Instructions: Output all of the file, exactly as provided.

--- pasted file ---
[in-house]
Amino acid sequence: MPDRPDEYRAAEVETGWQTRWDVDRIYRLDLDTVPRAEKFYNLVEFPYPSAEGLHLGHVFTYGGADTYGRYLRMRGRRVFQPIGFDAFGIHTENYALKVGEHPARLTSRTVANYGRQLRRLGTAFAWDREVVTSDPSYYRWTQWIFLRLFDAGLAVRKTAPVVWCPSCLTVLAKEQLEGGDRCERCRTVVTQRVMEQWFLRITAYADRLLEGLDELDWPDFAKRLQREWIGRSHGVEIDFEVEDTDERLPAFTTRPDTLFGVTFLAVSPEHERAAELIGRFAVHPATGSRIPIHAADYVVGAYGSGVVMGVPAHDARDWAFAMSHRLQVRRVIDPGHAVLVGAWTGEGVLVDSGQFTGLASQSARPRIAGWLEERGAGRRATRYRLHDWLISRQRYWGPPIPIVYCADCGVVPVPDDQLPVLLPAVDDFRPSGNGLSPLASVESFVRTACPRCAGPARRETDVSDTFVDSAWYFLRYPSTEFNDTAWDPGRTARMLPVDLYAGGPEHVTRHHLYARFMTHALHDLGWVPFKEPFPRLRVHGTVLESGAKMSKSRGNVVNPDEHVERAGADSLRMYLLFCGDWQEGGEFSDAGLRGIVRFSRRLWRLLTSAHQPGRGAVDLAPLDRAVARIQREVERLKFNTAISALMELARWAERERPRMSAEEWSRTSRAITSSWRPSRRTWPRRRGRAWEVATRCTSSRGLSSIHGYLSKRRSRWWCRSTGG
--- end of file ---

[in-house]
Amino acid sequence: MPDRPDEYRAAEVETGWQTRWDVDRIYRLDLDTVPRAEKFYNLVEFPYPSAEGLHLGHVFTYGGADTYGRYLRMRGRRVFQPIGFDAFGIHTENYALKVGEHPARLTSRTVANYGRQLRRLGTAFAWDREVVTSDPSYYRWTQWIFLRLFDAGLAVRKTAPVVWCPSCLTVLAKEQLEGGDRCERCRTVVTQRVMEQWFLRITAYADRLLEGLDELDWPDFAKRLQREWIGRSHGVEIDFEVEDTDERLPAFTTRPDTLFGVTFLAVSPEHERAAELIGRFAVHPATGSRIPIHAADYVVGAYGSGVVMGVPAHDARDWAFAMSHRLQVRRVIDPGHAVLVGAWTGEGVLVDSGQFTGLASQSARPRIAGWLEERGAGRRATRYRLHDWLISRQRYWGPPIPIVYCADCGVVPVPDDQLPVLLPAVDDFRPSGNGLSPLASVESFVRTACPRCAGPARRETDVSDTFVDSAWYFLRYPSTEFNDTAWDPGRTARMLPVDLYAGGPEHVTRHHLYARFMTHALHDLGWVPFKEPFPRLRVHGTVLESGAKMSKSRGNVVNPDEHVERAGADSLRMYLLFCGDWQEGGEFSDAGLRGIVRFSRRLWRLLTSAHQPGRGAVDLAPLDRAVARIQREVERLKFNTAISALMELARWAERERPRMSAEEWSRTSRAITSSWRPSRRTWPRRRGRAWEVATRCTSSRGLSSIHGYLSKRRSRWWCRSTGG